HUD 223(f) Loans and Prepayment Penalties
Like many types of multifamily financing, HUD 223(f) loans typically have prepayment penalties. These are fees that are charged to the borrower if they attempt to pay off the loan early. HUD 223(f) prepayment penalties are negotiable and can vary by lender. They often include a 0-2 year lockout, followed by a 8-10% to 1% declining prepayment penalty. This means that during the first 0-2 years of the loan, the borrower will be unable to prepay it at all. But, after that period, they can prepay it with a penalty starting at 8-10% of the entire loan amount in the first, year, declining by 1% each year until it reaches 0%, typically around the 10th year.
For example, if a borrower tried to pay back a loan with a 1-year lockout and a 8-1% declining prepayment penalty in the fourth year of the loan, they would most likely be paying a 6% prepayment penalty.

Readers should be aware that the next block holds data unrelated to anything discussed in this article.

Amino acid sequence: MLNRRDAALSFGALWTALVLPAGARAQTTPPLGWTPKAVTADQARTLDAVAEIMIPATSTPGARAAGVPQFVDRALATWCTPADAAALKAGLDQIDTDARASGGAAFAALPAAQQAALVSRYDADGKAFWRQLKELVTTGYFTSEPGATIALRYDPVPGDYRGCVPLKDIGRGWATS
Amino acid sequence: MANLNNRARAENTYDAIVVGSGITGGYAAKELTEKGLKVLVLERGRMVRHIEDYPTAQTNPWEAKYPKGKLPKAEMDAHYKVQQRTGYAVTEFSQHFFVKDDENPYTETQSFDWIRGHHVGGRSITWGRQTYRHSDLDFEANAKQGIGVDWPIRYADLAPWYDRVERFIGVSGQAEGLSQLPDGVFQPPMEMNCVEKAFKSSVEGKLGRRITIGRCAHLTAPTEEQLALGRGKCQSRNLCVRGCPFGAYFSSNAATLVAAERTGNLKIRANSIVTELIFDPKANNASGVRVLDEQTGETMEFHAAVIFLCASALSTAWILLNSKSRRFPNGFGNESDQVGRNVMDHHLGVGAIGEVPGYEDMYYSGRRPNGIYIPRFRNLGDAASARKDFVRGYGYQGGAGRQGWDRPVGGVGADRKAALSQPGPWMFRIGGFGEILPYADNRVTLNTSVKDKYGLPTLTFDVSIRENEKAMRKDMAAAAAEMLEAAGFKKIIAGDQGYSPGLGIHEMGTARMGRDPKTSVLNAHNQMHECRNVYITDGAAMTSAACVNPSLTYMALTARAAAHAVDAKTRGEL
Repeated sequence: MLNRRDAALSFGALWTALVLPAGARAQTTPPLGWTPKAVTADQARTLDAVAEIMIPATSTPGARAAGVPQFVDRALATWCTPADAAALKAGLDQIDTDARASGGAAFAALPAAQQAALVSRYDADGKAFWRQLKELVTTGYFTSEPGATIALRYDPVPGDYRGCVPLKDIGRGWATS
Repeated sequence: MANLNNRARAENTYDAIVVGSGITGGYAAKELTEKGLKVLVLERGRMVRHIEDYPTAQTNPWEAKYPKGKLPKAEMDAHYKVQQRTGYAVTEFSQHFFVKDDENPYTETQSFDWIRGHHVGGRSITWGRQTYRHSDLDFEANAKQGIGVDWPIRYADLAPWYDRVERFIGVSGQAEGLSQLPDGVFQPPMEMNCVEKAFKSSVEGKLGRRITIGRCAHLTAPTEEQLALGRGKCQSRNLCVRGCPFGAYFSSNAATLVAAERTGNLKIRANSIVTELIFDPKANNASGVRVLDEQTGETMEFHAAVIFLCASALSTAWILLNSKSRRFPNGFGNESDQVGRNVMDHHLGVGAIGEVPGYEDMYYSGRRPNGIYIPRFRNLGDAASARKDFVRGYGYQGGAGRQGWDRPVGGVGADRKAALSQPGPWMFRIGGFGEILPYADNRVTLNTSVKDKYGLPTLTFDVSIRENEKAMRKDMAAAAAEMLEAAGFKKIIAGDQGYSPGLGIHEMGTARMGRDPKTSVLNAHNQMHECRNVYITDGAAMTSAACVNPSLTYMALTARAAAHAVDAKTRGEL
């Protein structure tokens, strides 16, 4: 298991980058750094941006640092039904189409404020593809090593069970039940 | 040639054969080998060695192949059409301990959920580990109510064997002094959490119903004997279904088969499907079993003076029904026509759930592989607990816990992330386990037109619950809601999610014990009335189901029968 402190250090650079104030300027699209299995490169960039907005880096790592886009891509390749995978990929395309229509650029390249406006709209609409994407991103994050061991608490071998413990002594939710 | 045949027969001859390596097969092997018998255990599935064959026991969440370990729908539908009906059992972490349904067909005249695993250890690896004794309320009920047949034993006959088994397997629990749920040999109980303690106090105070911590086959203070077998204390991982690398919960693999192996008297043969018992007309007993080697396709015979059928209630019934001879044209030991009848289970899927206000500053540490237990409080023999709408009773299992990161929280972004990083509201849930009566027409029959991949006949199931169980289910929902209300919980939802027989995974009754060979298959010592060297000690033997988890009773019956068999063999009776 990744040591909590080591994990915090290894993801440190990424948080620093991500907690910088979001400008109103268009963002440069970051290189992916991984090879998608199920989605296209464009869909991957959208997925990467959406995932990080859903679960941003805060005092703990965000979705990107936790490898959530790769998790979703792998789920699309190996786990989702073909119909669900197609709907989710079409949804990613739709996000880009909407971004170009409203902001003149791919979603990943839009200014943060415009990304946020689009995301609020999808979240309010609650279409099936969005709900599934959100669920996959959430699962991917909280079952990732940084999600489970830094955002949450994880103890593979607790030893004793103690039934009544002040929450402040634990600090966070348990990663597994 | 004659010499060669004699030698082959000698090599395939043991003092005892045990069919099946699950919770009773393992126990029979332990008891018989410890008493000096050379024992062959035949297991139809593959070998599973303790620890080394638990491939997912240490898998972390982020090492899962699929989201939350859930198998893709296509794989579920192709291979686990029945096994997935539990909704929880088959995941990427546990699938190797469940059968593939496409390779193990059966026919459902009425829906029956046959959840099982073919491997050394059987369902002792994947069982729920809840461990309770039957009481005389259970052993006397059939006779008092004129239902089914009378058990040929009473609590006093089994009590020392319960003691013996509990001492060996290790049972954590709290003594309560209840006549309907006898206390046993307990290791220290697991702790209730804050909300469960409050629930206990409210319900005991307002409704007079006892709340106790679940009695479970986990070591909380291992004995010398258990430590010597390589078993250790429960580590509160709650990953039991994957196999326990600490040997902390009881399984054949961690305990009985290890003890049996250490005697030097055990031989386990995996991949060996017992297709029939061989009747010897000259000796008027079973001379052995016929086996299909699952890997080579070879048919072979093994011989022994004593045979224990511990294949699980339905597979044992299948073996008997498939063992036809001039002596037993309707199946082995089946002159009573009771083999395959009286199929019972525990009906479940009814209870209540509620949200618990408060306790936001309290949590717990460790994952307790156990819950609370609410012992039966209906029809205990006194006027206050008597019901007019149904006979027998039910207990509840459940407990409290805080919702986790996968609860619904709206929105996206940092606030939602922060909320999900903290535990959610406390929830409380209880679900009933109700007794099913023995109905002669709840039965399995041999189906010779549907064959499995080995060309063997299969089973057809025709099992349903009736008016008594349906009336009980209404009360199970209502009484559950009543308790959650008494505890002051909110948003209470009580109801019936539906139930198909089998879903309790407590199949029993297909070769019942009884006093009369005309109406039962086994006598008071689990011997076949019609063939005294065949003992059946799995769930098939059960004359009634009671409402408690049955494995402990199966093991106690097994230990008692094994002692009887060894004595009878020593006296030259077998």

Why do Prepayment Penalties Exist?
When a lender issues a loan, they expect to get a specific amount of interest revenue over a specific amount of time. So, if a borrower wants to pay the loan back sooner than expected, it could put the lender in a tough spot. Prepayment penalties compensate the lender for their lost revenue, and usually become less severe as time goes on.
If a HUD 223(f) Loan is Assumed, Does the Original Borrower Have to Pay a Prepayment Penalty?
No. If a HUD 223(f) loan is assumed by a new borrower, the prepayment penalty is waived. This is because the lender can still count on the interest revenue from the new borrower, so they won't be experiencing any financial losses.